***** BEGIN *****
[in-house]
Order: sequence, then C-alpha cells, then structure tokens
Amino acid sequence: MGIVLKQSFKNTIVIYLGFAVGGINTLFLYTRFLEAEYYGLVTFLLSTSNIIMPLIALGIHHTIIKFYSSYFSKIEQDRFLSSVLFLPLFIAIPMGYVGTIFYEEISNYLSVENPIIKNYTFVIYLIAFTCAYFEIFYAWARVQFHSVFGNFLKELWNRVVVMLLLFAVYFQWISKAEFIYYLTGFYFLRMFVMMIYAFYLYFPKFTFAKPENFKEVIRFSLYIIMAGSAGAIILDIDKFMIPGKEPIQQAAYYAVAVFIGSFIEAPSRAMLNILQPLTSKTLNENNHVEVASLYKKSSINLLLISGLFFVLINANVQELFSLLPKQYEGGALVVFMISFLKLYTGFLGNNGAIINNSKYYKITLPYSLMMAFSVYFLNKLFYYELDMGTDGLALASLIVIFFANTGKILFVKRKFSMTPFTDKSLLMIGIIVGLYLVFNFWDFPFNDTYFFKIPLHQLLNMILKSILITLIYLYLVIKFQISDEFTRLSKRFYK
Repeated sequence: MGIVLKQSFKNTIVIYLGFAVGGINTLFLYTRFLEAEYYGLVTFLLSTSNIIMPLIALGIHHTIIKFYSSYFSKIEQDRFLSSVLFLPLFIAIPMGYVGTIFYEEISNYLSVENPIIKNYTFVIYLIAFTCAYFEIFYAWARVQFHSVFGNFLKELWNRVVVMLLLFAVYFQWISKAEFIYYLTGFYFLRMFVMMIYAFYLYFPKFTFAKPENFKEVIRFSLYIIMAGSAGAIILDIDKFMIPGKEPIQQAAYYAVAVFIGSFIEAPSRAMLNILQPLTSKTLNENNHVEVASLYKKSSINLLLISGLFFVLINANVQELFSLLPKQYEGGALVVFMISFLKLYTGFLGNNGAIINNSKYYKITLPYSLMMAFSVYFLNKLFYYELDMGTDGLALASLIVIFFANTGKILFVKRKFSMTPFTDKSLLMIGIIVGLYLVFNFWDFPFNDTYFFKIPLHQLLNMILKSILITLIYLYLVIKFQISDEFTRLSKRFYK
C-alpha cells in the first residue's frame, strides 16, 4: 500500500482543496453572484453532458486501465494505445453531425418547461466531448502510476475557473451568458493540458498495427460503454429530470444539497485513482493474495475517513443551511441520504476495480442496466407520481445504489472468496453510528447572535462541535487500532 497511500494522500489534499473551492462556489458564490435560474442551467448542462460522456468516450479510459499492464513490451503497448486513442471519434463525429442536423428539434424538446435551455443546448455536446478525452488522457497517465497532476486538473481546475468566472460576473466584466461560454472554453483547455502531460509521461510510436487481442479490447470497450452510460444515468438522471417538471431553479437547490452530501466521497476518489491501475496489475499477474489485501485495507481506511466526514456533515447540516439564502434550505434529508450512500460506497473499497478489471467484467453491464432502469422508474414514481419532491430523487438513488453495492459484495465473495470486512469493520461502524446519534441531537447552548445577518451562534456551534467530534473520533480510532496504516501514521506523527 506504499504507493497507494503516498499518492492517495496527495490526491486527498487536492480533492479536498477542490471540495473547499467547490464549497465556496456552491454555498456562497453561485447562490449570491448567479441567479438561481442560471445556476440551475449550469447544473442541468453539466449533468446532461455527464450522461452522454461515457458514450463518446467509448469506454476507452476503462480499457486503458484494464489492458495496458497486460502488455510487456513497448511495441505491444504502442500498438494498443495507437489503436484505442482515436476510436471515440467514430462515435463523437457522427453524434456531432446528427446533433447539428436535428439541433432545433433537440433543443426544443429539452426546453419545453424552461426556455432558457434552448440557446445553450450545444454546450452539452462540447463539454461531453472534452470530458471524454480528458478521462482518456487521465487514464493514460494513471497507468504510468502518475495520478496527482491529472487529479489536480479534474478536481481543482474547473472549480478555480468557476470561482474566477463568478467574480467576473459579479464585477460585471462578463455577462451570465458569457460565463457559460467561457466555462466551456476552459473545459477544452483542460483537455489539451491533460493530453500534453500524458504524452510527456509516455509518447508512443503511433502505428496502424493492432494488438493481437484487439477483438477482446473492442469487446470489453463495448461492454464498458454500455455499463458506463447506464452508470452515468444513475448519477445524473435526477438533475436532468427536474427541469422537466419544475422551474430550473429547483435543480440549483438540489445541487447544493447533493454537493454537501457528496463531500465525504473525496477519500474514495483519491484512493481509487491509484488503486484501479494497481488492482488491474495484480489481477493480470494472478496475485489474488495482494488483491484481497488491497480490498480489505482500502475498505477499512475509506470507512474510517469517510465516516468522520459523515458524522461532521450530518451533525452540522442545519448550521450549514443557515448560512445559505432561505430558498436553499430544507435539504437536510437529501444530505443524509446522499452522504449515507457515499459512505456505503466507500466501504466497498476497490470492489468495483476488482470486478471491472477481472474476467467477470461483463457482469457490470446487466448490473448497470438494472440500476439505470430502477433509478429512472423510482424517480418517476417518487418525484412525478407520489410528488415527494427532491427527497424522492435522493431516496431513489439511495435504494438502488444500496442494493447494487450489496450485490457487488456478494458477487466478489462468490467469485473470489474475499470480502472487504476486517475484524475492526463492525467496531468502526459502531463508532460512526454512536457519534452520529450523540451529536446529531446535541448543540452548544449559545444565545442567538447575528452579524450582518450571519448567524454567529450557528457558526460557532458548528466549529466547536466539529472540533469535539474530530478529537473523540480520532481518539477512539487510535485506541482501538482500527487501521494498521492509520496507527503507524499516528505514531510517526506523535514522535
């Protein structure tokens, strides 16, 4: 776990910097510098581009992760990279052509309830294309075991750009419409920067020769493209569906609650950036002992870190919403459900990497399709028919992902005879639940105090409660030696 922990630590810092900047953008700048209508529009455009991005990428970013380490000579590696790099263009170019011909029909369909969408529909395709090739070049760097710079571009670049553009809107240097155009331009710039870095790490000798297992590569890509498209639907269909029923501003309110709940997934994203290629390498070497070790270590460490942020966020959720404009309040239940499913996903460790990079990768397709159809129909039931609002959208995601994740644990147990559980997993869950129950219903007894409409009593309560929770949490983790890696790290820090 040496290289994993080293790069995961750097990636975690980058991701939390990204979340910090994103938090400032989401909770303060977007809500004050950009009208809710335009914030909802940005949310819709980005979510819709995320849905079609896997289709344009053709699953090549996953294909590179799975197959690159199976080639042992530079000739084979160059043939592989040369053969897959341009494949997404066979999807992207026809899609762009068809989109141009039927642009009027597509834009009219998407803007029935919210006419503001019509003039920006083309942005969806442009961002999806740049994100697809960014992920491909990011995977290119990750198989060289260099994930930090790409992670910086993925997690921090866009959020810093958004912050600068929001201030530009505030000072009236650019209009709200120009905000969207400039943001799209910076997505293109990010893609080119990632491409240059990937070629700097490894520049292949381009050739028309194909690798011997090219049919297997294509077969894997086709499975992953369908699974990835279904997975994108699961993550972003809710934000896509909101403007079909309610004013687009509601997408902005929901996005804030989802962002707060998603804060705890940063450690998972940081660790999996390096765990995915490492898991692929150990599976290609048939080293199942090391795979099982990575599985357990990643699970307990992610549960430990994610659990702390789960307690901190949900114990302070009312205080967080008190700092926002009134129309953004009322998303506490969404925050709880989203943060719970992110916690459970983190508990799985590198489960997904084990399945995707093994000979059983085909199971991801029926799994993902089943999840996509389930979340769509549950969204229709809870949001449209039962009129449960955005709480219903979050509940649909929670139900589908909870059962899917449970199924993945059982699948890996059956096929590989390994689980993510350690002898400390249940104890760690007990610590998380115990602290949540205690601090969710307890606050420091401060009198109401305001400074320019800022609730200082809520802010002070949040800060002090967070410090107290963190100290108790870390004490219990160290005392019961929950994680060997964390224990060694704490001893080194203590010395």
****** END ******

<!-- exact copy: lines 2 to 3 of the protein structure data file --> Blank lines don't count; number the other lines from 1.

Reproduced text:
Order: sequence, then C-alpha cells, then structure tokens
Amino acid sequence: MGIVLKQSFKNTIVIYLGFAVGGINTLFLYTRFLEAEYYGLVTFLLSTSNIIMPLIALGIHHTIIKFYSSYFSKIEQDRFLSSVLFLPLFIAIPMGYVGTIFYEEISNYLSVENPIIKNYTFVIYLIAFTCAYFEIFYAWARVQFHSVFGNFLKELWNRVVVMLLLFAVYFQWISKAEFIYYLTGFYFLRMFVMMIYAFYLYFPKFTFAKPENFKEVIRFSLYIIMAGSAGAIILDIDKFMIPGKEPIQQAAYYAVAVFIGSFIEAPSRAMLNILQPLTSKTLNENNHVEVASLYKKSSINLLLISGLFFVLINANVQELFSLLPKQYEGGALVVFMISFLKLYTGFLGNNGAIINNSKYYKITLPYSLMMAFSVYFLNKLFYYELDMGTDGLALASLIVIFFANTGKILFVKRKFSMTPFTDKSLLMIGIIVGLYLVFNFWDFPFNDTYFFKIPLHQLLNMILKSILITLIYLYLVIKFQISDEFTRLSKRFYK